OPINION FILED SEPTEMBER 19, 1978.
THE PEOPLE OF THE STATE OF ILLINOIS, APPELLEE,
ROBERT A. WARD, APPELLANT.
Appeal from the Appellate Court for the Fourth District; heard
in that court on appeal from the Circuit Court of Macon County,
the Hon. Donald W. Morthland, Judge, presiding.
MR. CHIEF JUSTICE WARD DELIVERED THE OPINION OF THE COURT:
The defendant, Robert Ward, was found guilty of perjury after a jury trial in the circuit court of Macon County. The appellate court affirmed his conviction (50 Ill. App.3d 885), and we granted his petition for leave to appeal (58 Ill.2d R. 315). His contention is that his prosecution had been barred under the doctrine of collateral estoppel.
The defendant had been previously tried and found guilty of burglary. The trial court, however, granted his motion for a new trial on the ground that the evidence had been insufficient to support the jury's verdict. The case was not retried and the charge was later dismissed. The State acknowledges that the effect of the order for a new trial was to bar another prosecution on the burglary charge. (See Ill. Rev. Stat. 1975, ch. 38, par. 3-4(a)(1); People v. Woodall (1975), 61 Ill.2d 60.) The prosecutor then secured an indictment of the defendant for perjury, which was founded upon answers he had given to several questions on direct examination while testifying at his burglary trial.
The burglary prosecution was by way of criminal information and it charged that the defendant had knowingly and without authority entered the garage of the house of the Marshall family in Decatur on October 11, 1975, with the intent to commit a theft. The State at trial introduced evidence to show that two "Mickey Thompson tires with mag wheels" had been stolen. As has been noted above, the trial judge found the State had failed to establish its case. The perjury indictment, following generally the language of the perjury statute, charged that the defendant, on direct examination at his burglary trial, made as answers false statements material to the issue while under oath, which he did not believe to be true:
"Q: And, okay, and then you left his house going around the corner, went south [on] Upton Lane, and went out. Did you stop at any time there by Marshall's house?
Q: Did you see Rhonda Marshall at that time?
Q: Did you get out of your car for any purpose other than to go to McMann's door? [The McMann house was next to the Marshall house.]
Q: You didn't go to Marshall's house?
Q: At any time during that day, or any other day, did you, without authority, enter Marshall's garage on 3310 Upton Lane and steal a tire or a tire wheel or anything else?
The only issue is the validity of the defendant's contention that the State was barred from prosecuting him for perjury under the doctrine of collateral estoppel. He acknowledges that there are circumstances under which one may be prosecuted for perjury regardless of his having been acquitted in a trial at which he gave the allegedly perjurious testimony (see People v. Niles (1920), 295 Ill. 525, 530), but he says that the prosecution was barred here by section 3-4(b)(2) of the Criminal Code of 1961 (Ill. Rev. Stat. 1975, ch. 38, par. 3-4(b)(2)). That section provides:
"(b) A prosecution is barred if the defendant was formerly prosecuted for a different offense, or for the same offense based upon different facts, if such former prosecution:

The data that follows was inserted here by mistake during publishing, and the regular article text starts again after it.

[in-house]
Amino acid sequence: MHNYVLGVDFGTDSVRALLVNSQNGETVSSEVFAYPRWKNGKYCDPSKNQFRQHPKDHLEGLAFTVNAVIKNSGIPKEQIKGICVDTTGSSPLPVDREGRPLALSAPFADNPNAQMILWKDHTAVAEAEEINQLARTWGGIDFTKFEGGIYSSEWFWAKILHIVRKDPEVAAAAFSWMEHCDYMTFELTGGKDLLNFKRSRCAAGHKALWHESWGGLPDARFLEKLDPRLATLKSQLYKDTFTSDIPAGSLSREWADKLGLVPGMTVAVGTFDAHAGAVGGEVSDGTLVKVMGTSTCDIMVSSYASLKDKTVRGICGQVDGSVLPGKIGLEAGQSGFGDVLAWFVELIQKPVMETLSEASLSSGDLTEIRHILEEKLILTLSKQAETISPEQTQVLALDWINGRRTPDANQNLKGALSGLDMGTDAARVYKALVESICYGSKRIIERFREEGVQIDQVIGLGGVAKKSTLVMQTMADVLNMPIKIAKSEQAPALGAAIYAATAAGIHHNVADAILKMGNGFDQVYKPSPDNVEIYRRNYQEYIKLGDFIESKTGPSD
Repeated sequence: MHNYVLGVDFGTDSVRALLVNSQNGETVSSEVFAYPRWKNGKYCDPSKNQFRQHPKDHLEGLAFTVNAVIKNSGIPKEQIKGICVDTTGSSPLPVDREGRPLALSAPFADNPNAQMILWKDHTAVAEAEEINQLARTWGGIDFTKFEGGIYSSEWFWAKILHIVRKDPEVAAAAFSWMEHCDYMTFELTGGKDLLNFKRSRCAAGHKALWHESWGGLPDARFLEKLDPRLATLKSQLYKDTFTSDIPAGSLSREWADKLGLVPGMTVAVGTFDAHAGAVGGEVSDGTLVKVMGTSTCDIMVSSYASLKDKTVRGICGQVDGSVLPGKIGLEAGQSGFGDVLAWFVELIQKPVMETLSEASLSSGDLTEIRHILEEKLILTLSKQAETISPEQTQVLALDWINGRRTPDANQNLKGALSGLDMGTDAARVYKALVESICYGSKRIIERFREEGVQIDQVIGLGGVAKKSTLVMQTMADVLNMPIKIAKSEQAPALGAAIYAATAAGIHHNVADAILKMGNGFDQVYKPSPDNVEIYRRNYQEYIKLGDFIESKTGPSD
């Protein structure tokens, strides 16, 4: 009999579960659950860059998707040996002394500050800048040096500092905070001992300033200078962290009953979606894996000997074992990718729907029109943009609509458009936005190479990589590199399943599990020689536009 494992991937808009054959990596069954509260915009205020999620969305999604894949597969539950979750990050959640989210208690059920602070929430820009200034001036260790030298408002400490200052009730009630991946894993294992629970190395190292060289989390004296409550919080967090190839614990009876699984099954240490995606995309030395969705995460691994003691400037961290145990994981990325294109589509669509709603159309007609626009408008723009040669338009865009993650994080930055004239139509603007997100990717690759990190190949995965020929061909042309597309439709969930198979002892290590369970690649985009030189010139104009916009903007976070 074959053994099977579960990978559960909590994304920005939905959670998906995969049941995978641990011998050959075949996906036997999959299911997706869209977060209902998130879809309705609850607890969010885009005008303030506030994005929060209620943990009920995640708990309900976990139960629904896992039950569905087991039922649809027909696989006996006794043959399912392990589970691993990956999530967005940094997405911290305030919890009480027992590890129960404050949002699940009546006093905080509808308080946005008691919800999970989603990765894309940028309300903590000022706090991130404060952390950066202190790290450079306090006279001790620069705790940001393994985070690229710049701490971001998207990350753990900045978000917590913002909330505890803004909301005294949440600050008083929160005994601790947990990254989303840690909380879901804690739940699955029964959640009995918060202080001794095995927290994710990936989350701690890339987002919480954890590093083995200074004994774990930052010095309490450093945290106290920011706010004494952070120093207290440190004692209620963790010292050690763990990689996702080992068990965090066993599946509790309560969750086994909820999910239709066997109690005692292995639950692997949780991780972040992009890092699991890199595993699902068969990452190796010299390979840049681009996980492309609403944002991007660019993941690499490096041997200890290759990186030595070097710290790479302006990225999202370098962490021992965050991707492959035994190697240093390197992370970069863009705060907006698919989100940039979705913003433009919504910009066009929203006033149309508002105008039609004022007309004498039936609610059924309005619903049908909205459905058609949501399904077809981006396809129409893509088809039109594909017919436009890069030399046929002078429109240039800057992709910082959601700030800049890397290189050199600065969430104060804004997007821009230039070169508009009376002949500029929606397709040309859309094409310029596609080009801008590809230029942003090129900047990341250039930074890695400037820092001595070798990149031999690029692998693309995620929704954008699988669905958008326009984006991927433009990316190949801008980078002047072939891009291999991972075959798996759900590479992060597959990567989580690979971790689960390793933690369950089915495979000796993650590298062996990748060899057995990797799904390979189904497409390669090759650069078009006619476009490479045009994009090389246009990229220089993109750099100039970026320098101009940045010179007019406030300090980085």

(2) Was terminated by a final order or judgment, even if entered before trial, which required a determination inconsistent with any fact necessary to a conviction in the subsequent prosecution; * * *."
Was the burglary prosecution terminated by a final order which required a determination inconsistent with the facts which would be necessary for the defendant's conviction here on a charge of perjury?
This court in People v. Borchers (1977), 67 Ill.2d 578, 582-84, considered the doctrine of collateral estoppel at length:
"This court recently discussed collateral estoppel in People v. Williams (1975), 59 Ill.2d 557, 560-62:
`The doctrine of collateral estoppel, which bars relitigation of a decided question, applies to criminal as well as civil proceedings. (People v. Grayson, 58 Ill.2d 260; People v. Armstrong, 56 Ill.2d 159; People v. Haran, 27 Ill.2d 229, 232.) This was noted in Ashe v. Swenson, 397 U.S. 436, 25 L.Ed.2d 469, 475, 90 S.Ct. 1189, where, in the course of describing the doctrine, the court said:
"`Collateral estoppel' is an awkward phrase, but it stands for an extremely important principle in our adversary system of justice. It means simply that when an issue of ultimate fact has once been determined by a valid and final judgment, that issue cannot again be litigated between the same parties in any future lawsuit. * * * "
* * *
This court noted in People v. Haran, 27 Ill.2d 229, 231, that the doctrine of collateral estoppel was "well defined" in Hoffman v. Hoffman, 330 Ill. 413. There it was said:
"Where some controlling fact or question material to the determination of both causes has been adjudicated in the former suit by a court of competent jurisdiction and the same fact or question is again at issue between the same parties, its adjudication in the first cause will, if properly presented, be conclusive of the same question in the later suit, irrespective of the question whether the cause of action is the same in both suits or not. * * * [I]t must appear by the record of the prior suit that the particular controversy sought to be construed was necessarily tried and determined, that is, if the record of the former trial shows that the verdict could not have been rendered without deciding the particular matter it will be considered as having settled that matter as to all further actions between the parties; * * *." 330 Ill. 413, 417.'